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Cyprus PIO: Turkish Press and Other Media, 07-07-12
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From: The Republic of Cyprus Press and Information Office Server at <http://www.pio.gov.cy/>TURKISH PRESS AND OTHER MEDIA No.133/07 12.07.07
[A] NEWS ITEMS
[B] Commentaries, Editorials and Analysis
[A] NEWS ITEMS
 Occupation army general: Those who are after the illusion of creating a united Cyprus should realize that there will be no return to the pastTurkish Cypriot daily KIBRIS newspaper (12.07.07) reports that the commander of the so-called Security Forces Major General Mehmet Eroz warned that those who are after the illusion of creating a united Cyprus should realize that there will be no return to the past.
Speaking during a hand over and banner exchanging ceremony of the 1st Infantry Regiment and the 4th Infantry Regiment the commander of the occupation Army said: Recently domestic and foreign circles and some institutions have started acting insolently against the Turkish Armed Forces and the Security Forces and we are following these developments with great attention and sensitivity.
Other Turkish Cypriot papers reported the same news with the following titles:
AFRIKA: The General again meddled: You should forget about the United Cyprus
VOLKAN: United Cyprus is an illusion
GUNES: No return to the past in Cyprus
KIBRISLI: No return to the past
VATAN: Solution lesson from the commander
YENIDUZEN: Those who are after the illusion of creating a united Cyprus should realize that there will be no return to the past.
On the same issue, illegal Bayrak television (11.07.07) broadcast the following:
The hand over ceremony of the 1st and 4th Infantry Regiments of the Cyprus Turkish Security Forces was held last night.
During the ceremony which was held in Gulseren Training Camp, the Commander of the 1st Infantry Regiment Staff Colonel Turgay Bulent Gokturk handed over his command to Staff Colonel Veli Tarakci.
Also at the ceremony, the Commander of the 4th Infantry Regiment Staff Colonel Mehmet Soganci handed over his command to Staff Colonel Kader Kencer.
 How the Turkish Cypriot politicians viewed President Papadopoulos invitation to meet with Mr TalatTurkish Cypriot daily YENIDUZEN newspaper (12.07.07) publishes the comments of the Turkish Cypriot politicians as regards President Papadopoulos call to Mr Talat to meet.
The leader of the Communal Democracy Party (TDP) Mehmet Cakici said that the call is related to the election process. The General Secretary of the United Cyprus Party (BKP) Izzet Izcan said that they consider positive the call made by Mr Papadopoulos. However, he said as far as they are concerned the call has two reasons. One is the forthcoming presidential elections and the second the ever increasing International pressure to put the 8 July agreement into practice. The Republican Turkish Party United Forces (CTP-BG) deputy Kadri Fellahoglou said that Mr Papadopoulos is not in favour of a solution in Cyprus. He said that the President made this call because of the increasing international pressure on him or the elections in the Government controlled areas of Cyprus. Despite this and whatever intentions he has, I consider this call positive. To have a meeting is better that not to have a meeting. After all there will be a solution. This issue will be settled on the UN basis, Fellahoglu concluded. The National Unity Party (UBP) General Secretary Nazim Cavoushoglou declared that they did not consider Papadopouloss call sincere. He said that they consider this call election related. Similar views were expressed by the Democratic Party (DP) General Secretary Ertugrul Hasipoglu.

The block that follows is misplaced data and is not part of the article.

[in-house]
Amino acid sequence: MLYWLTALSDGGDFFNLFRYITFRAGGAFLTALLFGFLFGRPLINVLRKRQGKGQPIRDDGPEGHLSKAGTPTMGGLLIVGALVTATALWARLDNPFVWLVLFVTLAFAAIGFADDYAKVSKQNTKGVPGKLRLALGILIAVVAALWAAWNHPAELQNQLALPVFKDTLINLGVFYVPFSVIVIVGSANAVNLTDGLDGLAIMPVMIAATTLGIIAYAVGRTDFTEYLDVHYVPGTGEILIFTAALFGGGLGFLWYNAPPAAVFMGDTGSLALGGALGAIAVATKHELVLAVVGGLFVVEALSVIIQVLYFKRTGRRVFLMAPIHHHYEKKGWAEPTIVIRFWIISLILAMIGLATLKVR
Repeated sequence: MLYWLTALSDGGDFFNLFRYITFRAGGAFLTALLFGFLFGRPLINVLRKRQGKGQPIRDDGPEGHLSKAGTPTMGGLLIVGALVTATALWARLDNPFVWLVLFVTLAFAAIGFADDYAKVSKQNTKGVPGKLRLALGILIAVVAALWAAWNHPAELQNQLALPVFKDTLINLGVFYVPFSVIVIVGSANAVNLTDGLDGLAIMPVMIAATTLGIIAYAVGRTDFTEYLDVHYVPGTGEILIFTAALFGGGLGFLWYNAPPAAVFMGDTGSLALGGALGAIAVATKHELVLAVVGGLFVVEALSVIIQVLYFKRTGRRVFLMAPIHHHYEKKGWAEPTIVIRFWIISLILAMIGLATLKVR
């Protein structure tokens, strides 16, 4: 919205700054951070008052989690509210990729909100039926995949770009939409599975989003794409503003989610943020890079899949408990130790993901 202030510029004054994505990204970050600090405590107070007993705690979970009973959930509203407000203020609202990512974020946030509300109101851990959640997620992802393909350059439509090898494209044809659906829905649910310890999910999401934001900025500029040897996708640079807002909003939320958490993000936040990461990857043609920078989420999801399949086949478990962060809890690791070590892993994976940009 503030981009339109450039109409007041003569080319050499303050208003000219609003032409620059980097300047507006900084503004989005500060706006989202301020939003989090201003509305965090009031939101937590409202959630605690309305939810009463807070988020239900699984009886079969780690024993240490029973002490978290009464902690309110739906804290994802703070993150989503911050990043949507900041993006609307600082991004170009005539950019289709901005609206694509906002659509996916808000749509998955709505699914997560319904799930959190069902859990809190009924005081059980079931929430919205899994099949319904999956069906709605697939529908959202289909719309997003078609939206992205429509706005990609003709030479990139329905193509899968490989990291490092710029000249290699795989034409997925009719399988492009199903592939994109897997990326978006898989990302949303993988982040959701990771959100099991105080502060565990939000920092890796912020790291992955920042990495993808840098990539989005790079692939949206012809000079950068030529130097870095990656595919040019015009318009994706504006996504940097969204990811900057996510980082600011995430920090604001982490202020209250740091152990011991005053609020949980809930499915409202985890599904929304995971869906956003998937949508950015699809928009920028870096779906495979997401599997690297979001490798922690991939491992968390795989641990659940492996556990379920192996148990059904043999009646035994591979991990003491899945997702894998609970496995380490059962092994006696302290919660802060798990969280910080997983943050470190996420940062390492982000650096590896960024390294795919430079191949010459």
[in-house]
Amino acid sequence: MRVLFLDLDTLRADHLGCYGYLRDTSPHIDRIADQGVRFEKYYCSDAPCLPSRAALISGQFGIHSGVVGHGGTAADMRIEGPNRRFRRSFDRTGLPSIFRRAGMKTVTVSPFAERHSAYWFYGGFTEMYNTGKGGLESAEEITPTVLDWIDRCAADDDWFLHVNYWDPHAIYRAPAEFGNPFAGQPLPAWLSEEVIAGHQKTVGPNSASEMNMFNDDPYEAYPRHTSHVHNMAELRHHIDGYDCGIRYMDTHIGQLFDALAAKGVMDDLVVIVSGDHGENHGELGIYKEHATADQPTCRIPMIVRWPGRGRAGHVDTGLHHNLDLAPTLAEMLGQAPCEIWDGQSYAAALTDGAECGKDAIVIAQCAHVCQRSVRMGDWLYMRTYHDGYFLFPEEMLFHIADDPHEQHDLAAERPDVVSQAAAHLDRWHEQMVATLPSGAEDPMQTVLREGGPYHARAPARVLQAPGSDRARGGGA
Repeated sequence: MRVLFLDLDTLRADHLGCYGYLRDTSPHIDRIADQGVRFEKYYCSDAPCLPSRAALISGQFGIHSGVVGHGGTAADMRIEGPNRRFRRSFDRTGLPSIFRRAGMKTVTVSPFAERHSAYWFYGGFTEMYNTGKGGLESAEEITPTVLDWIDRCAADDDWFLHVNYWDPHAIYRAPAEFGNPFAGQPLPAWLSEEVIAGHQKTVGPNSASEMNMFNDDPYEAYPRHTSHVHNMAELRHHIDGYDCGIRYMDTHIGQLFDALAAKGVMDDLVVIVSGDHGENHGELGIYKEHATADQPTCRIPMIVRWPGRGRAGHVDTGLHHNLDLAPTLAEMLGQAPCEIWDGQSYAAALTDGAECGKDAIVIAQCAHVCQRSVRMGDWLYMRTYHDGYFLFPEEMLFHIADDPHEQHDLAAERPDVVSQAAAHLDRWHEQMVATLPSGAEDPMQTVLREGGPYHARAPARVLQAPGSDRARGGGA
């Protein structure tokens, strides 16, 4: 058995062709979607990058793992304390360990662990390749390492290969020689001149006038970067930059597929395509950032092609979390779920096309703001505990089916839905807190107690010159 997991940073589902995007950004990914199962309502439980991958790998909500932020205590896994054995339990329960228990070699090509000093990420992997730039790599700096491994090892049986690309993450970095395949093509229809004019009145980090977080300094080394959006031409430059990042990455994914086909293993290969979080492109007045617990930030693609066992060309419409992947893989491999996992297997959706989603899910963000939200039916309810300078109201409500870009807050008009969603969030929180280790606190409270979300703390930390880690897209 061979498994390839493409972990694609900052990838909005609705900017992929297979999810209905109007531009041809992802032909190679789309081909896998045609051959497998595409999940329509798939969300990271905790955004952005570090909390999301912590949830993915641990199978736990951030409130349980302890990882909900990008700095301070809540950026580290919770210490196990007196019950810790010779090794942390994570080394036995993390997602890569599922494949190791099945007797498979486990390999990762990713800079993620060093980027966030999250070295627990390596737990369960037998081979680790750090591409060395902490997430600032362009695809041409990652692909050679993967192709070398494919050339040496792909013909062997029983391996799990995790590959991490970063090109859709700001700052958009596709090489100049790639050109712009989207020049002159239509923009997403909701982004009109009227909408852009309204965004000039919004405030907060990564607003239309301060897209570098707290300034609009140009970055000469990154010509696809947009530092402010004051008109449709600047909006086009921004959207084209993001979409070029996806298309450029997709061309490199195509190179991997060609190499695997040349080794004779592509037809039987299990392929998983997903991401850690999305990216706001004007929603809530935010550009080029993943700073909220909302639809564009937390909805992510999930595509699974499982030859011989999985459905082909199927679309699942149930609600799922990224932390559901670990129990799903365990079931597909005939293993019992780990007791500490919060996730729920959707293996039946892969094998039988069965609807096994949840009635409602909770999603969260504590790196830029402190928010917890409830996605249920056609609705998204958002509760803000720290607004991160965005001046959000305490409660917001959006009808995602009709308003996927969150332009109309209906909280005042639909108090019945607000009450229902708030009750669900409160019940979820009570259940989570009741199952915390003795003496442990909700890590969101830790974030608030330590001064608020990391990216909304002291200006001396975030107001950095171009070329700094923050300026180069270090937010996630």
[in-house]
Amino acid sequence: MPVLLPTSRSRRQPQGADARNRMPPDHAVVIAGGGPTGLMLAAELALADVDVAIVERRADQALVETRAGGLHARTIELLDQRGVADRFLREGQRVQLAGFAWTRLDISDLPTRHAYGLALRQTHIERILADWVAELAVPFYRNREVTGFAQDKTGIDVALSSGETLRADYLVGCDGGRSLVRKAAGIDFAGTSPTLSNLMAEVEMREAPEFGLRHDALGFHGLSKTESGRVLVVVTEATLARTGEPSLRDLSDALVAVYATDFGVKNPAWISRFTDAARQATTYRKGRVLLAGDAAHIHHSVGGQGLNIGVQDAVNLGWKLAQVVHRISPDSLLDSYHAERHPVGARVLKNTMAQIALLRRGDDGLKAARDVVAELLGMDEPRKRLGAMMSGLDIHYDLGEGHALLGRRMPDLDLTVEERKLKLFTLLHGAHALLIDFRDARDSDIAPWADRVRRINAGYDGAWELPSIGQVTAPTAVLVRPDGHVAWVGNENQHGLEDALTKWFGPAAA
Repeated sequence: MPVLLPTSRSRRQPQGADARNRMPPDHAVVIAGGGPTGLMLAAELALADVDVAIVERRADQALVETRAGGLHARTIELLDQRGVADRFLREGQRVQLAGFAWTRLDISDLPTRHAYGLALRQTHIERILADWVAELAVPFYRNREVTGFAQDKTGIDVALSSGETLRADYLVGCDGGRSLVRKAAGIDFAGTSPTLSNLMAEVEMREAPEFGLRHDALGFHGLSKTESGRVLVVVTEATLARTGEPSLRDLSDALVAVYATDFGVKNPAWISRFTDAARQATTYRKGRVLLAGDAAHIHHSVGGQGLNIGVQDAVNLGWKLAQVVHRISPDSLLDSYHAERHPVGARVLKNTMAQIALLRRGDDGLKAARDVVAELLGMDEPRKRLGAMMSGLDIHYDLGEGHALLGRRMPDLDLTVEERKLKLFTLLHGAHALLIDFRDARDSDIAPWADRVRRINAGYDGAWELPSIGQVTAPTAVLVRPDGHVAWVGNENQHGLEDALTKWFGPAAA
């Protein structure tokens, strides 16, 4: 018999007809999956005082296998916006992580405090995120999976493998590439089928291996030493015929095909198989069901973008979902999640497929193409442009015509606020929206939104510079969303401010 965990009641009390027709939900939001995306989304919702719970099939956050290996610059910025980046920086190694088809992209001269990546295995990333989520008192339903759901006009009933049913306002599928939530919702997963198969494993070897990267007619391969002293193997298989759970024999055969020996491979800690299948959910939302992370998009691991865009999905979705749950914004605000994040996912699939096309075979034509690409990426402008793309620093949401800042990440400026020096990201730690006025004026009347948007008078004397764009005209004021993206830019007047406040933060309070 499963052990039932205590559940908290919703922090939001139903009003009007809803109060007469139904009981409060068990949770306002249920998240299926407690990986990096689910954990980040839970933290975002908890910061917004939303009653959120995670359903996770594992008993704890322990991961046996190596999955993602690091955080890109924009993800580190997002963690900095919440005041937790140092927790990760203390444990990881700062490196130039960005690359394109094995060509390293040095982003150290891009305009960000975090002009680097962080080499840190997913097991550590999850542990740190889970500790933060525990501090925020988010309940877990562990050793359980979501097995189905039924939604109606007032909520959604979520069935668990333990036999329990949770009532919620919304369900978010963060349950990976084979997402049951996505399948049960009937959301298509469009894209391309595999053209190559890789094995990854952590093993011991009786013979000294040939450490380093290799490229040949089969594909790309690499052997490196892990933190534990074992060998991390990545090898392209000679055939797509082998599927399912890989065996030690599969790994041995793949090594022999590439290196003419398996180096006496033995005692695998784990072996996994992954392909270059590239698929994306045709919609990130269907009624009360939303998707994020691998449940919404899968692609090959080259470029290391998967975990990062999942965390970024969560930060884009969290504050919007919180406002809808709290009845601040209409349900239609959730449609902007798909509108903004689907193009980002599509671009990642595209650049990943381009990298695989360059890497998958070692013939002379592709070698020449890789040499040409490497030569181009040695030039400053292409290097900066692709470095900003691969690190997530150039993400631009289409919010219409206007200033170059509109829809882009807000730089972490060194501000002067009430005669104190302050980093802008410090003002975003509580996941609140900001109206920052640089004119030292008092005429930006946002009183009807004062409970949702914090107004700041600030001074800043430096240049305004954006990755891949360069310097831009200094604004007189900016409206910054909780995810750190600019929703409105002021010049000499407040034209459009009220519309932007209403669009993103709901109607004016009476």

Moreover, illegal Bayrak television (11.07.07) broadcast the following:
The leader of the main opposition National Unity Party (UBP) Tahsin Ertugruloglu has announced that his party is not against President Mehmet Ali Talat and the Greek Cypriot leader Tassos Papadopoulos meeting.
Speaking at a press conference organized at the Republics Assembly today, Mr Ertugruloglu evaluated the Cyprus issue.
The leader of the main opposite National Unity Party Tahsin Ertugruloglu claimed that the Turkish Cypriot side had to sit at the negotiating table whilst keeping in mind the realities of the Turkish Republic of Northern Cyprus and must show that they are willing to come to an agreement on the Cyprus issue.
What is important is for the meeting not to take place just for the sake of a meeting taking place, but for what is being discussed. What is in question is the government of the Turkish Republic of Northern Cyprus.